“It is not the strongest of the species that survive, nor the most intelligent, but the one most responsive to change.” (Charles Darwin)
I think most sciences can learn a lot from nature, and management is no exception. As we move into a fast-paced, information based economy the ability to react promptly and decidedly to environmental changes will become much more important than financial resources, economies of scale or any other “industrial age” competitive advantages.
Unfortunately (or fortunately, depending on your point of view) most companies and most managers are still operating under the “mass production” and “keep your core business” mindset. As Gary Hamel puts it “most companies are built for continuous improvement, rather than for discontinuous innovation. They know how to get better, but they don’t know how to get different.”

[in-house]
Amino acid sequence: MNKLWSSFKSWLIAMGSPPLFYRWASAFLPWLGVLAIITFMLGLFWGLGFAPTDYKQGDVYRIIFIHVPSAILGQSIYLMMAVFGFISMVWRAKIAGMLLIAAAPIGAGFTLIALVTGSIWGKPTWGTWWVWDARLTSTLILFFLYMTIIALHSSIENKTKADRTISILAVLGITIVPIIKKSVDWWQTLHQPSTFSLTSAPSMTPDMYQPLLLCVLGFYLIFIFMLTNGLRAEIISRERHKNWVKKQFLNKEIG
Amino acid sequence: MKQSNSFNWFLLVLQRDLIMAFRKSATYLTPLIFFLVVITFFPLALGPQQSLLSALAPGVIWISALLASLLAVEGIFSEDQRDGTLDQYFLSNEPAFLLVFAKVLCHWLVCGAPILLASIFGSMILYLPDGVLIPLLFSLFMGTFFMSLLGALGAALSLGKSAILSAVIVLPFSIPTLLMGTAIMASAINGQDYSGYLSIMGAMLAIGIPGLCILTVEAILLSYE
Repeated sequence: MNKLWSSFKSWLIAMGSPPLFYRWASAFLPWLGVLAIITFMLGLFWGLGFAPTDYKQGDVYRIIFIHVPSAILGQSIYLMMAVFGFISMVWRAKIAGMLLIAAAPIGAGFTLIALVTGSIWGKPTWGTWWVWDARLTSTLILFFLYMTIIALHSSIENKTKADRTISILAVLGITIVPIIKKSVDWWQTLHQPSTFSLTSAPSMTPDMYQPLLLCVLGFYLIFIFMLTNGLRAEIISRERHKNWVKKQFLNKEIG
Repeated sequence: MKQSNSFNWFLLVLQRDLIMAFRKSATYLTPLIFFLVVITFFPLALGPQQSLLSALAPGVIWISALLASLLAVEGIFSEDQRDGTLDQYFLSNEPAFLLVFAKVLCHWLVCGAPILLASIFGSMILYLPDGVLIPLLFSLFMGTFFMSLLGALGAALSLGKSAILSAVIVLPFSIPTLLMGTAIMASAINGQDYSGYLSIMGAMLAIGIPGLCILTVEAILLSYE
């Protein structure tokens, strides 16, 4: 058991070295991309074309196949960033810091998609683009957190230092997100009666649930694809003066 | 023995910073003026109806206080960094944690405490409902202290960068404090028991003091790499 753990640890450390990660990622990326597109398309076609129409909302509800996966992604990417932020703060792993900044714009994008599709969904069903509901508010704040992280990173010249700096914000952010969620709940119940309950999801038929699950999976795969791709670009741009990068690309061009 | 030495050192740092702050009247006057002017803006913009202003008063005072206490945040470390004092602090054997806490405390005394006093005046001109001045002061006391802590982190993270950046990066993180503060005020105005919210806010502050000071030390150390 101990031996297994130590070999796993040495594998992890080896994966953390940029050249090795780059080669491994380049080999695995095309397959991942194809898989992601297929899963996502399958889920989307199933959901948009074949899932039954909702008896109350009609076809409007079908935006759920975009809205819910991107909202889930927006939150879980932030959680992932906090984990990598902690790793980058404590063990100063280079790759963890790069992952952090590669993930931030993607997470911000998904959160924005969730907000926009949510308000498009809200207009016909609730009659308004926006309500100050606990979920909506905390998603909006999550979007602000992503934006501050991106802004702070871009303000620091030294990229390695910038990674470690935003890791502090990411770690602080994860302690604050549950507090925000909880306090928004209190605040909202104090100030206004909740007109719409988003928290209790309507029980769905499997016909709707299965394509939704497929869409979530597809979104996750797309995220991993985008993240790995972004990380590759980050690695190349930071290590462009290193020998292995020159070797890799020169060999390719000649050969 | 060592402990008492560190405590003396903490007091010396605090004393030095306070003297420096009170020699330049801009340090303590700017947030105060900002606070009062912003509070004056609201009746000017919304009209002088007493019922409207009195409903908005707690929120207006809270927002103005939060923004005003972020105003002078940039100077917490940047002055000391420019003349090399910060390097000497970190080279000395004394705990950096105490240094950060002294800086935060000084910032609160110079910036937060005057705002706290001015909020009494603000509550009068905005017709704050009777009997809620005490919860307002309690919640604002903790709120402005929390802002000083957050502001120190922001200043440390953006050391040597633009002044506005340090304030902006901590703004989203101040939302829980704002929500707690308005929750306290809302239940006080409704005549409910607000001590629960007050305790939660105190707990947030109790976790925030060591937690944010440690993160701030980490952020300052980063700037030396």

Consider the Nokia case. Founded in 1865 as a pulp mill, it has reinvented itself several times, passing from toilet paper to rubber boots to car tyres. Today Nokia is the undiscussed leader for mobile handsets with over 33% of market share, but I would not be surprised to see Nokia in a completely different segment by 2016.
Another company that is focusing its strategy on “innovation” rather than “optimization” is Google, but I will cover it in a future post.